To fill in the hours before 4pm we went up to Bury St Edmunds again to check more church records in the Bury records office. On this visit we found the Guymers featuring in the Parish records receiving money from the Parish in 1791. We need to understand more about these payments but think they may be the equivalent of the now old age pension. Looks like it was the older generation (referred to as Dame Guymer) getting money to survive and receive medical help. The medical person helping Dame Guymer received money for this treatment. Robert Guymer received 4 shilloings to buy a spade. It seems he was a farm labourer and she was paid for doing farm duties for the parish. Another record showed her receiving 3 shillings to have her shoes mended. Thank goodness the financial situation improved over the years!!
We then headed back to Haverhill Golf Course where we had a great round of golf. Being the ProAm day, the course was in perfect condition and the greens were quite fast. – It was a great day all round.
Saturday 2 July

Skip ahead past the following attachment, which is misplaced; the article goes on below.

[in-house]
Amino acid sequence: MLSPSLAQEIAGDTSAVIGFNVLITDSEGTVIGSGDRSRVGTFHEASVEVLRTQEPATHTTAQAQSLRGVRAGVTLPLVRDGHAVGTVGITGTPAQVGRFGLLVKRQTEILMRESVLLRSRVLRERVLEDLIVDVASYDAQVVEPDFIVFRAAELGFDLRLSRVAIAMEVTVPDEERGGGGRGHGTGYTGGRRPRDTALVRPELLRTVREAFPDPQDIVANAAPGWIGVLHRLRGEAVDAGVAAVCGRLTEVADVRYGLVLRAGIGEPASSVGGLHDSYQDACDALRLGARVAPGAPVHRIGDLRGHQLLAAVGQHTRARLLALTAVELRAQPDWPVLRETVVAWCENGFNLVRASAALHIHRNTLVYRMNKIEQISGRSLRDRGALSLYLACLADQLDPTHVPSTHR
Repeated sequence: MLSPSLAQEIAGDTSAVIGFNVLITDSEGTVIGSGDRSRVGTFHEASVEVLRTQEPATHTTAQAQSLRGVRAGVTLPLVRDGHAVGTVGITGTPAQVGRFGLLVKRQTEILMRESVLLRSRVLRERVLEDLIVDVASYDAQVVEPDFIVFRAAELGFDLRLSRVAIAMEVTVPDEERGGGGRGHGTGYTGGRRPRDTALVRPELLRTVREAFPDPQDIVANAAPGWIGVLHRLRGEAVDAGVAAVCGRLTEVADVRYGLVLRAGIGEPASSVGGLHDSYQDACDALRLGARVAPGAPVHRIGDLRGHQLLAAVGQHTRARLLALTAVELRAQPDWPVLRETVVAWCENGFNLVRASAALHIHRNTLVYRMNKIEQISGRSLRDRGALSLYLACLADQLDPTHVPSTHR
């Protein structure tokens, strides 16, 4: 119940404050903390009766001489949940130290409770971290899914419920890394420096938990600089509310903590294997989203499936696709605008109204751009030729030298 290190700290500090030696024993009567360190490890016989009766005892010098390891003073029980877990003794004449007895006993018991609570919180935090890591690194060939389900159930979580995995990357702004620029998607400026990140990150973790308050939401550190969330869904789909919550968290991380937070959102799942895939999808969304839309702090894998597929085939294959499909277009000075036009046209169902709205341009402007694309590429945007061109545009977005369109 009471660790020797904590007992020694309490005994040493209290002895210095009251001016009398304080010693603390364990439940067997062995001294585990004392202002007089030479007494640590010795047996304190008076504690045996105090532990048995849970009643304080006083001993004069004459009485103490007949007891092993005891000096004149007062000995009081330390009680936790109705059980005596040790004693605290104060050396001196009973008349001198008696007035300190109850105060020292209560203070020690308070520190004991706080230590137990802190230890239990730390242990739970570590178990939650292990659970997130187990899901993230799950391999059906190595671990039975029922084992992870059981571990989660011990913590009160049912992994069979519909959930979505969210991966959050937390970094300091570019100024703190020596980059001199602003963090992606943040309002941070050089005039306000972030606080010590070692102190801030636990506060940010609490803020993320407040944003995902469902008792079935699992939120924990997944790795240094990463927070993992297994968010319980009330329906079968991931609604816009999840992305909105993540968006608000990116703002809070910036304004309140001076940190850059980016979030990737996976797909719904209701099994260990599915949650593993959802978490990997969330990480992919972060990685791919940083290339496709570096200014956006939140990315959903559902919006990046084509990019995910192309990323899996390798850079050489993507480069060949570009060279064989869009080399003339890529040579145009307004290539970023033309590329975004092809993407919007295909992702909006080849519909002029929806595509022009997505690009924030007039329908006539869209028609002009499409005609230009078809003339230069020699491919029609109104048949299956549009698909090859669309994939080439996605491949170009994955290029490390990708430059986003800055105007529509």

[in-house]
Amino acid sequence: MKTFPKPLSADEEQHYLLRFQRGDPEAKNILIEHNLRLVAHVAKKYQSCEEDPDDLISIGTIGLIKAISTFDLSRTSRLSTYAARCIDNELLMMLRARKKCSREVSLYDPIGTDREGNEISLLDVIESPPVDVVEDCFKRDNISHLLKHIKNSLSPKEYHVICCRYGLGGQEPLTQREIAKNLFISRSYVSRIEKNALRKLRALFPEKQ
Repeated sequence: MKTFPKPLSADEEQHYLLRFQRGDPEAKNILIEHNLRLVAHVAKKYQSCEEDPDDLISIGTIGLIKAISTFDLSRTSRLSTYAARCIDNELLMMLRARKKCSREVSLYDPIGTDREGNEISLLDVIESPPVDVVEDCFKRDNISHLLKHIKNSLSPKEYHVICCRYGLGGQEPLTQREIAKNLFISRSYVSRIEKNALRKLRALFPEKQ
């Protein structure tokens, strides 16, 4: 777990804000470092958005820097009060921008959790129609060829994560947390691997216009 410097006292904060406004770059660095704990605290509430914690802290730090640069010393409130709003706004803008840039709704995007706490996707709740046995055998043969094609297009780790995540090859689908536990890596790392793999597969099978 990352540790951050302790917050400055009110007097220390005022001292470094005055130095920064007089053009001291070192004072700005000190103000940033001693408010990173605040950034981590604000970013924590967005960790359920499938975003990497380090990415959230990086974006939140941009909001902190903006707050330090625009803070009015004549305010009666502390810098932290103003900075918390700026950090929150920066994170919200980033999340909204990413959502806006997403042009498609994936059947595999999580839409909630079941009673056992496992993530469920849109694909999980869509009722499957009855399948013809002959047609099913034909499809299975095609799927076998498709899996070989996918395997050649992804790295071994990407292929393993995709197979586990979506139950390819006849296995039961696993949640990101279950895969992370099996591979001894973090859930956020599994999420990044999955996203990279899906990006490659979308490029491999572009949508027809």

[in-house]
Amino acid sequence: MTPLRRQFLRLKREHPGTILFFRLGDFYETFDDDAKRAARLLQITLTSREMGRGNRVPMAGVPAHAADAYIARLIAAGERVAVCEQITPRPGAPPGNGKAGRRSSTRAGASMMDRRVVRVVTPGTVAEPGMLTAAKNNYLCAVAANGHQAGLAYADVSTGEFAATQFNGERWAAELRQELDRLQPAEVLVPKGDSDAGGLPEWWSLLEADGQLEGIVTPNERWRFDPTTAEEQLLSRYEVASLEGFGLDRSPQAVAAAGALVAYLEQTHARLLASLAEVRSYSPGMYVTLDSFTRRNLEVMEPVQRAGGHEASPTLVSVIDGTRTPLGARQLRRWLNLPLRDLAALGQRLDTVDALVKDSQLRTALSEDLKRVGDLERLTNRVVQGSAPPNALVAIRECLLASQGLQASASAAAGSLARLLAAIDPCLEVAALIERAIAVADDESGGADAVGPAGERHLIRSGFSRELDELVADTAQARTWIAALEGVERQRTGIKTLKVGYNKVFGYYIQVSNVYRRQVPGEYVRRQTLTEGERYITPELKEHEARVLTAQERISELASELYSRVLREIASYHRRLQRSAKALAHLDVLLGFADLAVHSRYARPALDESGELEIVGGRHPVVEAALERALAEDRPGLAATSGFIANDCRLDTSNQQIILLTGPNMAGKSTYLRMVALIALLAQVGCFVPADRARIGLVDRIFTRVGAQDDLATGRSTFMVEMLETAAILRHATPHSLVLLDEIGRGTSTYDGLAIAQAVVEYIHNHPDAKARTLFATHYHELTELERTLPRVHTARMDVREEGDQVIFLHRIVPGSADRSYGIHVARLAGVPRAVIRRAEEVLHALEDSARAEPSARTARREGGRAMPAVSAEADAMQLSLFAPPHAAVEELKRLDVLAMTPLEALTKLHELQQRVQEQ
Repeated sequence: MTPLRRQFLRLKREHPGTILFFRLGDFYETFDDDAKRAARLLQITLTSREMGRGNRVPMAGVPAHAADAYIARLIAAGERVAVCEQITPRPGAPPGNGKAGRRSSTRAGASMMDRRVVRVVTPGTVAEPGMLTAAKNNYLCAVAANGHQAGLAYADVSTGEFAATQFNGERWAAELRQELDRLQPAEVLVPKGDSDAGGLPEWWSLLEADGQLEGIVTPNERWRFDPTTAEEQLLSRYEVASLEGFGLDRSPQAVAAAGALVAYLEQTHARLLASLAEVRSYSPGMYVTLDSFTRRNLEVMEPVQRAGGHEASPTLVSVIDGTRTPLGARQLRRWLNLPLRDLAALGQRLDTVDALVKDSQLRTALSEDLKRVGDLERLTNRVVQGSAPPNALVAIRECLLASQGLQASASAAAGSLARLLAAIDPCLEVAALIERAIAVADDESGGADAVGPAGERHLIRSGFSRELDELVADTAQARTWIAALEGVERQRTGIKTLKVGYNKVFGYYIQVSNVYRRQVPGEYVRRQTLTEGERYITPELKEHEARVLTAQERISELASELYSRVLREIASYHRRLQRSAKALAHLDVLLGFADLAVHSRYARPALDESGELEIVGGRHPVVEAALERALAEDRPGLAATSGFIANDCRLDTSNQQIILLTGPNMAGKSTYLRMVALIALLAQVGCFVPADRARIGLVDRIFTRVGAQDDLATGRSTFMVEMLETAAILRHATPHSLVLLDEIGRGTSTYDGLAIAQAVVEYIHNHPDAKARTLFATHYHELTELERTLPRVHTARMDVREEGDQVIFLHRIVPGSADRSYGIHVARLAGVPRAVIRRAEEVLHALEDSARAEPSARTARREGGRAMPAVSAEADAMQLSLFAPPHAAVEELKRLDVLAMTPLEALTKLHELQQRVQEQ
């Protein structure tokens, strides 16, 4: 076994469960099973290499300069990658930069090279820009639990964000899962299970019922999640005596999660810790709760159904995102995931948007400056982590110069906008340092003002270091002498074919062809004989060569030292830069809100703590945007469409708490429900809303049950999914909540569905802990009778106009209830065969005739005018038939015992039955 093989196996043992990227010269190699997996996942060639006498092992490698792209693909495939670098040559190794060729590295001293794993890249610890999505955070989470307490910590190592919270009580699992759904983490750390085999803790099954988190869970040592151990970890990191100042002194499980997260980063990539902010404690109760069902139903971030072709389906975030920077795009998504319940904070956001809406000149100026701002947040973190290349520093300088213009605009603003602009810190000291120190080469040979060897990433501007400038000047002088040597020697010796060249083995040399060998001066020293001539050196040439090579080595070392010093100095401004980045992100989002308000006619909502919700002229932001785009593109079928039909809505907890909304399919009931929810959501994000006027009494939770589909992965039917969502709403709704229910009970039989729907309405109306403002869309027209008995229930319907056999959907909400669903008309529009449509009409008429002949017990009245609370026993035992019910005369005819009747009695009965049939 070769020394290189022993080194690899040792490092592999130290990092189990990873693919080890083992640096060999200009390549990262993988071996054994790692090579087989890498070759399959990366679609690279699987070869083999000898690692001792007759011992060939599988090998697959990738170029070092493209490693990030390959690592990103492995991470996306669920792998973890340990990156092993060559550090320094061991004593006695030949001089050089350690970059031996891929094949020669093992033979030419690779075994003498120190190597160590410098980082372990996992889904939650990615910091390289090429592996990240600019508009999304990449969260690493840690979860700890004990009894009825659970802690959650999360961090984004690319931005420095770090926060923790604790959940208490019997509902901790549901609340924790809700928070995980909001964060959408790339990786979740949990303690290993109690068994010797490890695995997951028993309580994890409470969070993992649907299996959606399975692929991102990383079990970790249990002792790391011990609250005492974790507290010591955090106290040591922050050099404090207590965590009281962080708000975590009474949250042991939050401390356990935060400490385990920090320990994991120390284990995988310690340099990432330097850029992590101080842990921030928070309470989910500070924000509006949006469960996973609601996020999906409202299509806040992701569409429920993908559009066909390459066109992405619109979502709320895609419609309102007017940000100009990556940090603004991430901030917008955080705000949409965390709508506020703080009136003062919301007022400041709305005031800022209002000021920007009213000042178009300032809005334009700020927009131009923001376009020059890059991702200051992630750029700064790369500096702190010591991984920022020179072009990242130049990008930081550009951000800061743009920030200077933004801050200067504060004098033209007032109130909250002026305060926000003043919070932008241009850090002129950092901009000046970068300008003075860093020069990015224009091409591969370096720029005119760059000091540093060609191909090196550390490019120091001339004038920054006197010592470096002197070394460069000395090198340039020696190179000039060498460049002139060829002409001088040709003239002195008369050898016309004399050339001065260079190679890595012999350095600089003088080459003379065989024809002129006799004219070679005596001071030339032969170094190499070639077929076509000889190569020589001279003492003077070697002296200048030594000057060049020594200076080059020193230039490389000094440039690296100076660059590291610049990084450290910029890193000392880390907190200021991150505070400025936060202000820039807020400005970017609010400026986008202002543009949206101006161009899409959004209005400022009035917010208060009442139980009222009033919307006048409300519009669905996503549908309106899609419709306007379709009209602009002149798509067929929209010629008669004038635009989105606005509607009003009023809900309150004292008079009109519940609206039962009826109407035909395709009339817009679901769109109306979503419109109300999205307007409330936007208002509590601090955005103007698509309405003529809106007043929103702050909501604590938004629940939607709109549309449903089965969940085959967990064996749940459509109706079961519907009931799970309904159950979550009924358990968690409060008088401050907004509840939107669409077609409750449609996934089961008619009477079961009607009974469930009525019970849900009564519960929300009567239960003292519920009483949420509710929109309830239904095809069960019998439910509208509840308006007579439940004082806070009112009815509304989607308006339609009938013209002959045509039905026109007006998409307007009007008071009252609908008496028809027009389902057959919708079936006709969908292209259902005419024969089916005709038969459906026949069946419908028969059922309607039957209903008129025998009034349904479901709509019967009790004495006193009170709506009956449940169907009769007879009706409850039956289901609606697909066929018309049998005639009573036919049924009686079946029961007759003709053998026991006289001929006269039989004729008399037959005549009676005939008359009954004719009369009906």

Set off for Newmarket to visit the birth place of horse racing in England (and I think the rest of the world). Luck was on our side today as we were able to go into the Rowley Racecourse to see where they run the Rowley Mile (the 2000 Guineas). The Morgan car club in England was holding a car rally for old Morgan sports cars at the racehorse. We were not sure whether only the Morgan club had access to the race course but we strolled through the gates and had a great time going through all areas within the race course. We were able to take photos from all parts of the grand stand and took a photo looking up the straight. It is a straight track (not circular like in Australia) but runs 1200 metres up a straight past the grandstand. We could not believe how much turf surrounds this amazing race track. All beautifully manicured and very green, at a guess well over a thousand hectares of grass (2-3 golf courses). This was just one race course. On the other side of Newmarket there is another area known as The Gallops. This is the English term for a training facility. Again, unbelievable areas of green grass covering three hills with a road up the centre. The hole area is mowed, with starting barriers, training tracks and vast areas for galloping. Then the area is surrounded by horse studs that are obviously for the well heeled with lots of money.